If you watch TV or use a cell phone, you're getting radiation. If you smoke cigarettes, you're definitely getting it too.
While not all types and sources of radiation are the same, scientists agree their net effect is to increase your risk of cancer and other health problems. In some cases, the evidence is clear: ionizing radiation, the type that comes from X-rays and nuclear reactions, has been shown to cause cancer and birth defects. But the health data on other kinds of energy, such as the radiofrequency waves from cell phones, Wi-Fi and microwave ovens — called non-ionizing radiation — has been conflicted.
"We do know that X-rays knock electrons from ions, and that creates mutations in human cells," says Dr. Olga Naidenko, a senior scientist at the Environmental Working Group (EWG) and a lead author on the group's cell phone safety research. "For radiofrequency radiation, there is not a single mechanism, so we don't know how it creates the mutations."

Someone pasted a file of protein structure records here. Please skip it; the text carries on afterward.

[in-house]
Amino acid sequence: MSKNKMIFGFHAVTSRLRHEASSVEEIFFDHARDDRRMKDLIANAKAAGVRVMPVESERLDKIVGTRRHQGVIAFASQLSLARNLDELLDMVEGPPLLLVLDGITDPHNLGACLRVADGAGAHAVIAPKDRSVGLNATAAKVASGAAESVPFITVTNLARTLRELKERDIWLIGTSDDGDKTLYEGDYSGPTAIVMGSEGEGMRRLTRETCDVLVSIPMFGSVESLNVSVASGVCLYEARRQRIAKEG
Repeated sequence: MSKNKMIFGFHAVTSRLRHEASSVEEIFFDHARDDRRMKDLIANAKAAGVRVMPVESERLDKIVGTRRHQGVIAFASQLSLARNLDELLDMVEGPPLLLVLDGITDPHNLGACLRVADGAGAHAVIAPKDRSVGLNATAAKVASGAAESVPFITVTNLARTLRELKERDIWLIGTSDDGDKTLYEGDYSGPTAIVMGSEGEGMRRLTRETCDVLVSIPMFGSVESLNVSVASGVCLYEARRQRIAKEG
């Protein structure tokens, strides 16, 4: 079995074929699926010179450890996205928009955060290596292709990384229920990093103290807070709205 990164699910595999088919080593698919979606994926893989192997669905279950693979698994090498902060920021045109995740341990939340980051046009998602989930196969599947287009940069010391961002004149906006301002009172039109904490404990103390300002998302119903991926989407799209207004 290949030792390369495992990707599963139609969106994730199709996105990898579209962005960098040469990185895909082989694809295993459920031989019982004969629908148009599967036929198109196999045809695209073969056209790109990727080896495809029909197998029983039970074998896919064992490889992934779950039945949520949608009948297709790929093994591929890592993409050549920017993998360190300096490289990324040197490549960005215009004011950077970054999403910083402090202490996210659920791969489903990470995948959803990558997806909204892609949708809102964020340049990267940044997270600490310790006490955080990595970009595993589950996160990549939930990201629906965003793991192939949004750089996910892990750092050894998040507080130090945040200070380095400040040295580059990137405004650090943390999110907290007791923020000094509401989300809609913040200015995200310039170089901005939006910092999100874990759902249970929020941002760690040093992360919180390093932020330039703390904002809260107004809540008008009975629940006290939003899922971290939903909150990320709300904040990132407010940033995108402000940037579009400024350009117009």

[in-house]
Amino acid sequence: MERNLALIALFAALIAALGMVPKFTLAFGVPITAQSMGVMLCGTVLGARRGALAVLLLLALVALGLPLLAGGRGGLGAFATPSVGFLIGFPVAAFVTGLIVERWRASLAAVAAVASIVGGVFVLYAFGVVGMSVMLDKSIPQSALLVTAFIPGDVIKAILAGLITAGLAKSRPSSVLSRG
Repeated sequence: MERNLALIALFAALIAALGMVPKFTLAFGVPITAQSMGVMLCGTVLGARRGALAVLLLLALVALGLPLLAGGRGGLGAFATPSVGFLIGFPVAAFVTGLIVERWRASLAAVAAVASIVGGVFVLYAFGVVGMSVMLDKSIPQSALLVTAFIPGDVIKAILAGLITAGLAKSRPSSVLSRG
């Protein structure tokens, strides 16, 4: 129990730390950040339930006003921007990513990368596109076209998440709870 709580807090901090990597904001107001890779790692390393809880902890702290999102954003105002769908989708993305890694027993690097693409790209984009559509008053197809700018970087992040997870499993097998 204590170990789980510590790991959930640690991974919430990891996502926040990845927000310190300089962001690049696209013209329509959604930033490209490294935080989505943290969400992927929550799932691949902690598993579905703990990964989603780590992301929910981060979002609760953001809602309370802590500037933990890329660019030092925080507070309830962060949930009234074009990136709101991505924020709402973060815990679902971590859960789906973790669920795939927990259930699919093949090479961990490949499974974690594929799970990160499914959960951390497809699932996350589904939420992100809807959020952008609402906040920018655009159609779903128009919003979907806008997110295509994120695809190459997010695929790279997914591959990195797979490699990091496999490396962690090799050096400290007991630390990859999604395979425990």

According to the U.S. Department of Energy, the average American receives 370 millirem (mrem) per year. But that figure varies greatly depending on where you live, what you do for a living and some of your personal habits.
It would take a more than a 1,000,000-mrem burst of radiation to kill you (a highly unlikely scenario, since nuclear reactor meltdowns average less per person), but a single exposure to 10,000 mrem (from some medical imaging procedures) can increase your risk of cancer by almost 1%, according to a radiological lab at the University of California, Davis.
Click here for 6 common sources of radiation